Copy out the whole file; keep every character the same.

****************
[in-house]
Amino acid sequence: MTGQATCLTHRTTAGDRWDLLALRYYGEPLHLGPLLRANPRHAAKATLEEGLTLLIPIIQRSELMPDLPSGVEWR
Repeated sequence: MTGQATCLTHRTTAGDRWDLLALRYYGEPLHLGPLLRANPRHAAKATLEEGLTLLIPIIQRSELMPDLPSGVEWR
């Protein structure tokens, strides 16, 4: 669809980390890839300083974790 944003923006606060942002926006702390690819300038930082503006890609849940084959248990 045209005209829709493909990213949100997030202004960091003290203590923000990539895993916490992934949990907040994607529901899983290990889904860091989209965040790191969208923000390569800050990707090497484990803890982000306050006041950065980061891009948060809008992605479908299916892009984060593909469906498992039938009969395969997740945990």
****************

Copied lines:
[in-house]
Amino acid sequence: MTGQATCLTHRTTAGDRWDLLALRYYGEPLHLGPLLRANPRHAAKATLEEGLTLLIPIIQRSELMPDLPSGVEWR
Repeated sequence: MTGQATCLTHRTTAGDRWDLLALRYYGEPLHLGPLLRANPRHAAKATLEEGLTLLIPIIQRSELMPDLPSGVEWR
């Protein structure tokens, strides 16, 4: 669809980390890839300083974790 944003923006606060942002926006702390690819300038930082503006890609849940084959248990 045209005209829709493909990213949100997030202004960091003290203590923000990539895993916490992934949990907040994607529901899983290990889904860091989209965040790191969208923000390569800050990707090497484990803890982000306050006041950065980061891009948060809008992605479908299916892009984060593909469906498992039938009969395969997740945990």